October 9, 2012/Reply
  9. CE says:

    PJs should not be worn on planes, period. That said, I wouldn't wear that blouse either, but only because most of my flights are 12+ hours and trying to sleep in a tie-neck polyester blouse would be just awful. I'd wear a cotton tissue tee (and a sports bra) instead and call it a day. For a quick trip though, this looks cute and comfortable, and Mel is totally right – the gate agent won't give you that elusive upgrade if you look like a slob (and do you really want to arrive at your destination city in pajamas?). You can be just about as comfortable in adult clothes.

    mac's right about the sock bun, too – I actually usually just put my hair in a ponytail and then finish the bun once I'm done with the TSA pat-down.

    October 9, 2012/Reply
  10. TXAttyJen says:

    The featured Vince ponte leggings are on sale on Rue La La today – only sizes 6 and 8 left, but the price is 50% off.

    October 9, 2012/Reply
  11. Kathleen says:

    Belle, so glad to see you show leggings for an airplane look. I have a really long trip, 37+ hours including layovers, coming up and I have been trying to figure out what to wear that looks appropriate but would be comfortable for that amount of travel.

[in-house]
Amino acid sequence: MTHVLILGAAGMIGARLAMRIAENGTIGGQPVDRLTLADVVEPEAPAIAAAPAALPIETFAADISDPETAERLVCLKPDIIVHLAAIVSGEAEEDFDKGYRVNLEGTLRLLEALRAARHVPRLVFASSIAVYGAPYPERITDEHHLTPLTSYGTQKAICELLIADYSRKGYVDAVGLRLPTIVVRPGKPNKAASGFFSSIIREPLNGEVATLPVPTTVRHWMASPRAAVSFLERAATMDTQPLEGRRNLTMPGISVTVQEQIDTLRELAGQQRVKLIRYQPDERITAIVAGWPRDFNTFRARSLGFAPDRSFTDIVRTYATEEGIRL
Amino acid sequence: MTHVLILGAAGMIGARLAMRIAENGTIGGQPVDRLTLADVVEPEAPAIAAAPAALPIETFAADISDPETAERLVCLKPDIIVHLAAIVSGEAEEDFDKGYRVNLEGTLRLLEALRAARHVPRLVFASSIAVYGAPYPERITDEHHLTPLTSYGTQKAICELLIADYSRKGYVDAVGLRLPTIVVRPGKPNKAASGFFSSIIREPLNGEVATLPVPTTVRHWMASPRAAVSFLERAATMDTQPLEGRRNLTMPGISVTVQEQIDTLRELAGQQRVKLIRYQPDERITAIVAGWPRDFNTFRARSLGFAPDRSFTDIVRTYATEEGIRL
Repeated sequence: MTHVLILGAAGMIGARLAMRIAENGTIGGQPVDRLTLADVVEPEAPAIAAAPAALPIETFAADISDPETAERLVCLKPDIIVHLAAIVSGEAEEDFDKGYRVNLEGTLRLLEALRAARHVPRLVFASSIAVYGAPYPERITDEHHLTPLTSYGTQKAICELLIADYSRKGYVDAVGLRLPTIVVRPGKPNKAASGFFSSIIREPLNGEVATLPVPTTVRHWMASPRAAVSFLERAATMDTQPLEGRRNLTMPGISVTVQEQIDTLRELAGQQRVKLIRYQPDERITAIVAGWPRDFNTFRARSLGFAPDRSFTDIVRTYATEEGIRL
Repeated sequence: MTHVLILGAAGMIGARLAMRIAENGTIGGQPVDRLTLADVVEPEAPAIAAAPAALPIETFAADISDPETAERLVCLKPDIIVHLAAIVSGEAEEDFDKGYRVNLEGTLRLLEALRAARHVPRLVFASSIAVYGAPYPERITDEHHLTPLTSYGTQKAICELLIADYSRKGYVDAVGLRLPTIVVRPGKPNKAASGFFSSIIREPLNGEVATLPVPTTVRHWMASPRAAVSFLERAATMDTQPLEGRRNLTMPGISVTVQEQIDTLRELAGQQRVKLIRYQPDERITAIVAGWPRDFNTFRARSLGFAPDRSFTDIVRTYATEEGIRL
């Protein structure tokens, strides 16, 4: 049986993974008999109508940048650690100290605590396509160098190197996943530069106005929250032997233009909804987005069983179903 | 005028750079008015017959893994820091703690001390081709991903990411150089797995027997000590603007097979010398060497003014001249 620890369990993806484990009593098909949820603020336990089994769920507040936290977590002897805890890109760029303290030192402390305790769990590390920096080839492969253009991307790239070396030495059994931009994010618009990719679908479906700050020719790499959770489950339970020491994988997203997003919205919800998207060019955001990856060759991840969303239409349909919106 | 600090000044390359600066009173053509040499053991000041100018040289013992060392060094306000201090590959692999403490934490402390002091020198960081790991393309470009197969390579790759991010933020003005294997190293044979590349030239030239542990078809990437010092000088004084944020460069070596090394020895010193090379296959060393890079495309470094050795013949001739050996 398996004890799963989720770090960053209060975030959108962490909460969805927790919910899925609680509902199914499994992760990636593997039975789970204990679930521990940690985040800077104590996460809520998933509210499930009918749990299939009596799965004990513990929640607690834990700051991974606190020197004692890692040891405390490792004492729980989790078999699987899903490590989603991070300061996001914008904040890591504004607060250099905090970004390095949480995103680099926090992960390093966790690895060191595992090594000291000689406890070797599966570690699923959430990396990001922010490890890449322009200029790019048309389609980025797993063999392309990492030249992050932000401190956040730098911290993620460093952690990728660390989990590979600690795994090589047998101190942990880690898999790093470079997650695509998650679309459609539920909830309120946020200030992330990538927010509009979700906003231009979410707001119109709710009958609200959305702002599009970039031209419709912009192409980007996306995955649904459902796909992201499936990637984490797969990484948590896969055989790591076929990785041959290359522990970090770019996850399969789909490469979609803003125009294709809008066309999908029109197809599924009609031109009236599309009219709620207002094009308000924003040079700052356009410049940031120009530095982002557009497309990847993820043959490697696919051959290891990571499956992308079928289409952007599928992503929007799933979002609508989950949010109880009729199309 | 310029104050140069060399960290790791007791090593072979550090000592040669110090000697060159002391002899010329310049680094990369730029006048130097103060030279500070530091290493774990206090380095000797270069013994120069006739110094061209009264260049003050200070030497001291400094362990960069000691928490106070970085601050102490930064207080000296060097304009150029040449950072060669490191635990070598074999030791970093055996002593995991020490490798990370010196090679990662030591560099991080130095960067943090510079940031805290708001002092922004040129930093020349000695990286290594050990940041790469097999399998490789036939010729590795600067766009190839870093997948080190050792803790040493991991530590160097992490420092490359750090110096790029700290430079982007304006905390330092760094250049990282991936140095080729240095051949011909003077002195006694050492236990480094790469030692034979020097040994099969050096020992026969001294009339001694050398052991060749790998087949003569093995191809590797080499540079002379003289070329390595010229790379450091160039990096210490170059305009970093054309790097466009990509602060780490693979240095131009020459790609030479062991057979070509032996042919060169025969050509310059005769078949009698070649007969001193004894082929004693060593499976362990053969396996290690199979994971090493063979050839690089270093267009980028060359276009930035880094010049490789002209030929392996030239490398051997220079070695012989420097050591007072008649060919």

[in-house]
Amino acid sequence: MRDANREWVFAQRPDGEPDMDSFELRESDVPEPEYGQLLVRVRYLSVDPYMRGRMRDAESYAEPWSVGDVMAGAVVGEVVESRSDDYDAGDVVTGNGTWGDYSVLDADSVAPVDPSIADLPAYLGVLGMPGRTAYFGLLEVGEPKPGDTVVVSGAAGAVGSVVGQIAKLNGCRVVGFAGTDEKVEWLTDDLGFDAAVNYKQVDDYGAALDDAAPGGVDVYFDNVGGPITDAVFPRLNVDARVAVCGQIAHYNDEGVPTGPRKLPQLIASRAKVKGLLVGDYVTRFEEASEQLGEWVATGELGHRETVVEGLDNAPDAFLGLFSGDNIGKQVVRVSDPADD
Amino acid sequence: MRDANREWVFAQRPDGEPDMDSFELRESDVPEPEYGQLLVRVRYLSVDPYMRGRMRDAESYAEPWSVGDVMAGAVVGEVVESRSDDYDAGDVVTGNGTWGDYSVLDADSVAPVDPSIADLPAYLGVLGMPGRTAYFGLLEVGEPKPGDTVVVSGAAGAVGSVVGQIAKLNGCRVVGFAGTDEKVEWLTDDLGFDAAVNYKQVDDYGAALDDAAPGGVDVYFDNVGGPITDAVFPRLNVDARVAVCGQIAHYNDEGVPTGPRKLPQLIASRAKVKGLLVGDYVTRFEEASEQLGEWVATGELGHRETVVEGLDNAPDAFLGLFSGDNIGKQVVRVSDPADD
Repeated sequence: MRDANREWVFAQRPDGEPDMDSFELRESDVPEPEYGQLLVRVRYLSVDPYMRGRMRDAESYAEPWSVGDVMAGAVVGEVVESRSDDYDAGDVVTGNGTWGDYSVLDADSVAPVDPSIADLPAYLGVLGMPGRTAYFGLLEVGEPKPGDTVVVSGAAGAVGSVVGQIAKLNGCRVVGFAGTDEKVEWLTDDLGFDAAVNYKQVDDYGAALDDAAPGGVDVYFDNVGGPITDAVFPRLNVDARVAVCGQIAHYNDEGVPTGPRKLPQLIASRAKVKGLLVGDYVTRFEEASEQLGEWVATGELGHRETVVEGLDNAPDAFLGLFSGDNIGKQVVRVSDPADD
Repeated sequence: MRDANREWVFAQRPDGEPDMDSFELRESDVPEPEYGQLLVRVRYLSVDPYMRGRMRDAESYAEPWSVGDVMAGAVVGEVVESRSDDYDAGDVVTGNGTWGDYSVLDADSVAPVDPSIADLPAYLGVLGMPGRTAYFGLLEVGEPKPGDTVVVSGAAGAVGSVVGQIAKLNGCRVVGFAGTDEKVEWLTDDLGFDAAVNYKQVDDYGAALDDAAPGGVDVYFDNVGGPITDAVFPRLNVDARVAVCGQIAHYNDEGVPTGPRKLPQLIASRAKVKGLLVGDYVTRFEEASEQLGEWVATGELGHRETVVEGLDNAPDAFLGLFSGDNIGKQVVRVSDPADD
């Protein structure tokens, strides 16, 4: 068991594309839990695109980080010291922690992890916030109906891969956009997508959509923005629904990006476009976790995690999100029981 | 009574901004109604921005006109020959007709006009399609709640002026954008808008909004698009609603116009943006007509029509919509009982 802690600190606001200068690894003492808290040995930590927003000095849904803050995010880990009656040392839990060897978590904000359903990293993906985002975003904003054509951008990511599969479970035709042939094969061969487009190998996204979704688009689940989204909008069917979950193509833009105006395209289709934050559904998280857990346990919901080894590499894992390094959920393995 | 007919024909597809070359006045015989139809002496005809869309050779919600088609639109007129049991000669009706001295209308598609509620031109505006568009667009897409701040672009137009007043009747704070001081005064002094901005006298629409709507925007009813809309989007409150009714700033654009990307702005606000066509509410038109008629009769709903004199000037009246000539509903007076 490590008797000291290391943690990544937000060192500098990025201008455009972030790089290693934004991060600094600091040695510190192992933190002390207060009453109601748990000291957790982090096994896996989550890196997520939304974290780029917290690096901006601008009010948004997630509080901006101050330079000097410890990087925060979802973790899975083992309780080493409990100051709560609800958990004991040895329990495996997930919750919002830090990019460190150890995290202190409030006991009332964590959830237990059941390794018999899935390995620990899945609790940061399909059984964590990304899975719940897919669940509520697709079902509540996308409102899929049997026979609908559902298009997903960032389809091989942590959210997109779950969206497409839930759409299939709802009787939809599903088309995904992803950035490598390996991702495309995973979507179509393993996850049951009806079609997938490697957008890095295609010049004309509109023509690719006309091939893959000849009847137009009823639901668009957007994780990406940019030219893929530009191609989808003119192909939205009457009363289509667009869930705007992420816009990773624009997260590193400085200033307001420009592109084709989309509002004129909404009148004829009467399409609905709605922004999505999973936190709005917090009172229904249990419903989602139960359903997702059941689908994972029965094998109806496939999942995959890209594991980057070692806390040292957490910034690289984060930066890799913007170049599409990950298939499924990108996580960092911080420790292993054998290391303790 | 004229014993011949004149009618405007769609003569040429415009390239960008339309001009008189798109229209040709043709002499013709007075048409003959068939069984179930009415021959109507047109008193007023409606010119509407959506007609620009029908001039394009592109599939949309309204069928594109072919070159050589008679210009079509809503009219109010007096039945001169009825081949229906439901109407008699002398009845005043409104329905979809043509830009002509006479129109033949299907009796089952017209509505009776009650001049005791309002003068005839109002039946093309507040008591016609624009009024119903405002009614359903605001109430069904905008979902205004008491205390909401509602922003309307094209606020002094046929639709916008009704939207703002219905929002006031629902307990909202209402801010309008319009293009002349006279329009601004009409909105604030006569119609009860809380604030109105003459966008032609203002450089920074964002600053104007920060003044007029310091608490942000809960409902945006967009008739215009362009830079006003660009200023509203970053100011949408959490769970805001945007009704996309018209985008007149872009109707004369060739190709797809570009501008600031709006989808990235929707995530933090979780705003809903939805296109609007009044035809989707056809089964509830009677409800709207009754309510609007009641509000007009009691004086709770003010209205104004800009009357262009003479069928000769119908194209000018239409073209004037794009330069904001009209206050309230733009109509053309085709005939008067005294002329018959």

October 9, 2012/Reply
  12. Belle says:

    Jo: The ponte pants have a waistband and a zipper, they're pants, no different than knit skinny jeans.

    If you go the leggings route, I'd recommend a sweater dress, so the leggings are being worn as an alternative to tights.

    October 9, 2012/Reply
  13. Ms. C says:

    “Sweatpants are a sign of defeat. You lost control of your life so you bought some sweatpants.” -Karl Lagerfeld.

    P.S. Thanks TXAttyJen for the Rue La La tip! Just purchased.

    October 9, 2012/Reply
  14. Arie says:

    I agree, PJs should not be worn out unless you are under 7 or returning from an operation.
    For flying I have worn a comfy sweater dress, leggings and flat boots. Comfy and warm

    October 9, 2012/Reply
  15. gg says:

    I think there's something about the way that most of the air travel posts on this blog are worded that can really rub people the wrong way. In particular, people who travel often or go on long trips. The judgment coming from a person who's never flown more than 4 or 5 hours is a bit difficult to endure.

    I have worn PJs/yoga pants etc. on a plane before (granted on red eyes). I usually change into them once I get on the plane and see plenty of other passengers doing the same. Sometimes I change before I get off; other times I just head to the lounge take a shower and then put on my regular clothes.